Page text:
Matt Hancock announces he is standing down as Conservative MP at next election

Matt Hancock announces he is standing down as Conservative MP at next election

Matt Hancock announced on Wednesday he will not stand as a Tory MP at the next General Election.

After sparking controversy going on I’m A Celebrity Get Me Out of Here!, the former Health Secretary made clear he was set to end his career as a Tory MP.

In a letter to Rishi Sunak, he said: “I am writing to tell you that I do not intend to stand for the Conservatives at the next General Election.”

He added: “I am very grateful for my conversation with the Chief Whip last week, in which he made clear he would restore the whip in due course, but that is now not necessary.”

Mr Hancock was suspended from the Tory parliamentary party after flying out to go on the TV reality show.

Tweeting his letter, the former Cabinet minister said: “I look forward to exploring new ways to communicate with people of all ages and from all backgrounds.”

In his letter to the PM, Mr Hancock, 44, said it had been a “huge honour” serving as MP for West Suffolk over the past 12 years.

He said: “I am very proud of what we achieved, including the establishment of three Free Schools, dualling of the A11, supporting the horseracing industry, and expanding Newmarket Hospital. I will of course continue to represent all my constituents between now and the next election.

Matt Hancock faced a huge backlash after deciding to join the reality show I’m A Celebrity...Get Me Out Of Here! (ITV)
Matt Hancock faced a huge backlash after deciding to join the reality show I’m A Celebrity...Get Me Out Of Here! (ITV)

Mr Hancock continued: “I am incredibly proud of what we achieved in my nine years in Government: the massive expansion of Apprenticeships, the introduction of Traineeships, support for small and growing businesses, the digitisation of public services and starting to establish rules for the digital economy, restoring the nation’s finances, support for the NHS with record numbers of doctors and nurses, and of course the response to the pandemic: the first vaccine in the world, and a shorter lockdown, fewer jobs lost, and lower mortality than comparable countries.”

He urged the Tory party to “reconnect with the public we serve”, adding: “There was a time when I thought the only way to influence the public debate was in Parliament, but I’ve realised there’s far more to it than that.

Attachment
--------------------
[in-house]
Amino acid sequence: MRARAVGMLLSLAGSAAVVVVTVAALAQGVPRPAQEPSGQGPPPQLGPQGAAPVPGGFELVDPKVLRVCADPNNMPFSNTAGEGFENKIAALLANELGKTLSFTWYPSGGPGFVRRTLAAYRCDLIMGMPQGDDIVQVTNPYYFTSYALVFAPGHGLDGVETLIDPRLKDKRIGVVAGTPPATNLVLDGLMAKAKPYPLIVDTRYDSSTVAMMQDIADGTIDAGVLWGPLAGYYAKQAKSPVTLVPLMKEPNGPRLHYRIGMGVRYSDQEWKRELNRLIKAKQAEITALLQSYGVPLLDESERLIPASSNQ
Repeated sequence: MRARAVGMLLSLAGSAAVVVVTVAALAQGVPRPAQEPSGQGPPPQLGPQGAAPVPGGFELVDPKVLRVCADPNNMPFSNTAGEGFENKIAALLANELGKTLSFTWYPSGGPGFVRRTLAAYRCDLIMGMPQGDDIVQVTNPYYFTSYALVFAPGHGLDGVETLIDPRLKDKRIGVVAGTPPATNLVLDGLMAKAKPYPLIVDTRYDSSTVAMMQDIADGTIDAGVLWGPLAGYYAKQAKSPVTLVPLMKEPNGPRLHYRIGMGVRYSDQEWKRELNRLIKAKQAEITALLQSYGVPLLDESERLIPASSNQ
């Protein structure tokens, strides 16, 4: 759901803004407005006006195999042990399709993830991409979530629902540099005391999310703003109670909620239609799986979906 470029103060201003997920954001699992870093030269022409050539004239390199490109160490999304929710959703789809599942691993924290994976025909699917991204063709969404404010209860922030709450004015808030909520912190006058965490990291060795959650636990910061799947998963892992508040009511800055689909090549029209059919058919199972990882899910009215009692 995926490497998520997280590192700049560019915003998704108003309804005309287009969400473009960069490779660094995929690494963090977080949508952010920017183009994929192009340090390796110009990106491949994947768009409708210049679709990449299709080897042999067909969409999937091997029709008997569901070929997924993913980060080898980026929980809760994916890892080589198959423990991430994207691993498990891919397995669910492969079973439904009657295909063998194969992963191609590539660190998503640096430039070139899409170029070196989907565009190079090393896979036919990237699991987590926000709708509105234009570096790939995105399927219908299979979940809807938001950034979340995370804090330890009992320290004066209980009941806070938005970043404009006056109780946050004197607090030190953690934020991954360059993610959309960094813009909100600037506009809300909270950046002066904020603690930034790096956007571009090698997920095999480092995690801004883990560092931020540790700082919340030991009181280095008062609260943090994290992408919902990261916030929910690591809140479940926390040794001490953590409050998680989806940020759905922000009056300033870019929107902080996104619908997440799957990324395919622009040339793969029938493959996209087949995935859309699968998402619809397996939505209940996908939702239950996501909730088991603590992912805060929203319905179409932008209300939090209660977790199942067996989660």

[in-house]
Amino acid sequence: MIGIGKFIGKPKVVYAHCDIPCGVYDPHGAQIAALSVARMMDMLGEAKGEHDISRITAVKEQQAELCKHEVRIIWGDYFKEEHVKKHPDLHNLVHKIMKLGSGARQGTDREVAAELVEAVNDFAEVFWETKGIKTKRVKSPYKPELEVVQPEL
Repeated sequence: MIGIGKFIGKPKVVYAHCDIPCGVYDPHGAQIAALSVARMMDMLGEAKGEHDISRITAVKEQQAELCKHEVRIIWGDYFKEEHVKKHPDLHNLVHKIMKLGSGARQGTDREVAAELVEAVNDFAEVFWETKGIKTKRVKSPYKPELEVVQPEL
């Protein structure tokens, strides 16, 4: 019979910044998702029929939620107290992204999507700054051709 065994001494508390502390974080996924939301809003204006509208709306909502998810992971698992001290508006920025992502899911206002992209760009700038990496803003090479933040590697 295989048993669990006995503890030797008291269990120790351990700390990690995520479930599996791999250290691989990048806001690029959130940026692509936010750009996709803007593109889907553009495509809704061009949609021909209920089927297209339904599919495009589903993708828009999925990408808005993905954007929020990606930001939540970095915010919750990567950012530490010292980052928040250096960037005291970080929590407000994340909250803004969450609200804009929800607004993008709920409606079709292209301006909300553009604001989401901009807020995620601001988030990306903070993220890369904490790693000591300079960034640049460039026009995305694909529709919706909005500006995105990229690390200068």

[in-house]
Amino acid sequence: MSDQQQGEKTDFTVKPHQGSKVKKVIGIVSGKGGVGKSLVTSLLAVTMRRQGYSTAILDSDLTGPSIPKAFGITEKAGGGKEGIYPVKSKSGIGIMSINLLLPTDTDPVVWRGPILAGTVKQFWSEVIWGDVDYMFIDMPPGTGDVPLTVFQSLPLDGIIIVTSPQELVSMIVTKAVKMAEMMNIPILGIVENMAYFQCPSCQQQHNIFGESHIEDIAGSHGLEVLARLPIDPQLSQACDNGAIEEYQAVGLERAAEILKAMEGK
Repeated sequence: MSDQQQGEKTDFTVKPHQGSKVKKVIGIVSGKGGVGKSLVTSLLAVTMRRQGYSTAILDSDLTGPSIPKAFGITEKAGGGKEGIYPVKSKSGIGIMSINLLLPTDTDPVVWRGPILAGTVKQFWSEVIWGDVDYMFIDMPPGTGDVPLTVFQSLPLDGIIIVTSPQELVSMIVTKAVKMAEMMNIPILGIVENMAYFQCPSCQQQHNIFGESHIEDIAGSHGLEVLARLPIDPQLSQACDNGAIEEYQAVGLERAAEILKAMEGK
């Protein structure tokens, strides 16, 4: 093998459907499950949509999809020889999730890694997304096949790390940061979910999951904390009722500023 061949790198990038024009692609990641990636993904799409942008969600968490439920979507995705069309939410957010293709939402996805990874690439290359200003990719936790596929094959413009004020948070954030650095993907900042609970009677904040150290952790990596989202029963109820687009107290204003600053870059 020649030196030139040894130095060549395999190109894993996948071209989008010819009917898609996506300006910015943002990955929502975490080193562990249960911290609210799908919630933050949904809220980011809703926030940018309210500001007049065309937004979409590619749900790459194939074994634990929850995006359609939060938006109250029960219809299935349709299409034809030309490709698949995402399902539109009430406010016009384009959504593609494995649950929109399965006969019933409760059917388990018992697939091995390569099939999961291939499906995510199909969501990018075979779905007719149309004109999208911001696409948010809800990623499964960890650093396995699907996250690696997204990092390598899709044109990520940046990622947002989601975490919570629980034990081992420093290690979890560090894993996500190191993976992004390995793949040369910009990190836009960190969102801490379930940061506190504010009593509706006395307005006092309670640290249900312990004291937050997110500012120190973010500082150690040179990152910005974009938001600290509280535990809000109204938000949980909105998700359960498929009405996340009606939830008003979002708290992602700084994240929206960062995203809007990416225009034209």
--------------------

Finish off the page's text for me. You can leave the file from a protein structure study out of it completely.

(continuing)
“I have increasingly come to believe that for a healthy democracy we must find new ways to reach people - especially those who are disengaged with politics. The revival of modern conservatism over the next decade will I suspect take place as much outside Parliament as in it.

“For my part, I want to do things differently. I have discovered a whole new world of possibilities which I am excited to explore - new ways for me to communicate with people of all ages and from all backgrounds. I look forward to championing the issues that are dear to my heart, including better support for dyslexic children who get a raw deal from the education system.”

The i newspaper reported on Wednesday that Mr Hancock’s decision comes after his local constituency chairman wrote to the Conservative Chief Whip Simon Hart that the MP is “not fit to represent this constituency”.

West Suffolk Tory councillor Ian Houlder told the PA news agency that Mr Hancock had been “up the creek without a paddle”.

But fellow councillor Lance Stanbury, who acknowledged it was “inevitable” that the MP would have to stand down, accused West Suffolk Conservatives’ president Terry Wood of acting without authority in sending the letter to the chief whip.

Mr Stanbury said: “I’m a member of the executive of the West Suffolk association and no-one has approached any executive council members for their opinion.

“I also believe that this letter has not been produced with the agreement of the senior officers of the party and therefore I believe Mr Wood has no authority to send such a letter.”

A political ally of Mr Hancock called the letter “irrelevant” and said that Mr Hancock “had already decided not to stand again when it came to light”.

The decision to quit means that Mr Hancock joins other high-profile Conservative MPs, including former Cabinet ministers Sajid Javid and Chloe Smith, in stepping down at the next election.

Mr Hancock came a surprise third in the ITV series after enduring several bushtucker trials.

He resigned for breaking social distancing guidance by kissing and embracing an aide in his office.

His appearance on the show was controversial and his decision prompted criticism from Mr Sunak and other top Tories, as well as mockery from some fellow MPs.

The recent publication of his Pandemic Diaries has also offered fresh insights into the workings of Government as the Covid-19 virus hit the UK in 2020.

Shadow health secretary Wes Streeting was among those quick to react to Mr Hancock’s impending departure from Parliament.

“He’s not a celebrity! Get him out of here!” he tweeted.

In his TikTok video, Mr Hancock said: “I’ve increasingly come to the view that it’s so important to engage with people about politics, about how our country is run, not just through Parliament, but also through new and innovative ways and I look forward to doing more of that.”

Mr Hancock’s political fate had been up in the air since his entry into the jungle, with the former minister likely to have faced a battle in his local West Suffolk constituency if he had wished to stand again as a Tory MP.

He had represented the safe Conservative seat since 2010.